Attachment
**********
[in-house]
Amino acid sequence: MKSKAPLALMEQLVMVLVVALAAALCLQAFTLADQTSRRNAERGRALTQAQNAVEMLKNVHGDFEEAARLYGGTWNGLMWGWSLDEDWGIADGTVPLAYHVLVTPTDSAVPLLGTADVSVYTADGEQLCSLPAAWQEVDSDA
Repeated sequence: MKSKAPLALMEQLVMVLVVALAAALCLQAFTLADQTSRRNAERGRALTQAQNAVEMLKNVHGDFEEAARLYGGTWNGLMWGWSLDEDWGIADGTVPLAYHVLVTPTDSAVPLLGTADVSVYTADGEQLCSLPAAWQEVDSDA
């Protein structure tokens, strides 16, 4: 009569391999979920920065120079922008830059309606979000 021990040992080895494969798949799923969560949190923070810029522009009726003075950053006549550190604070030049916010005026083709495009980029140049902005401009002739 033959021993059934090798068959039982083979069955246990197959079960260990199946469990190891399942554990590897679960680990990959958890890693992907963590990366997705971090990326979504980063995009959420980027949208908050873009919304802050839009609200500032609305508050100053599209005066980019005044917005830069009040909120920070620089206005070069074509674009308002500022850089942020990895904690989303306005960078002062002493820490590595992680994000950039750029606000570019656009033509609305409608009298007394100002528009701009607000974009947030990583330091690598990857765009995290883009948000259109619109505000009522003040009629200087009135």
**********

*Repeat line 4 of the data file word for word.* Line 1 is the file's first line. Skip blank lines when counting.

């Protein structure tokens, strides 16, 4: 009569391999979920920065120079922008830059309606979000 021990040992080895494969798949799923969560949190923070810029522009009726003075950053006549550190604070030049916010005026083709495009980029140049902005401009002739 033959021993059934090798068959039982083979069955246990197959079960260990199946469990190891399942554990590897679960680990990959958890890693992907963590990366997705971090990326979504980063995009959420980027949208908050873009919304802050839009609200500032609305508050100053599209005066980019005044917005830069009040909120920070620089206005070069074509674009308002500022850089942020990895904690989303306005960078002062002493820490590595992680994000950039750029606000570019656009033509609305409608009298007394100002528009701009607000974009947030990583330091690598990857765009995290883009948000259109619109505000009522003040009629200087009135």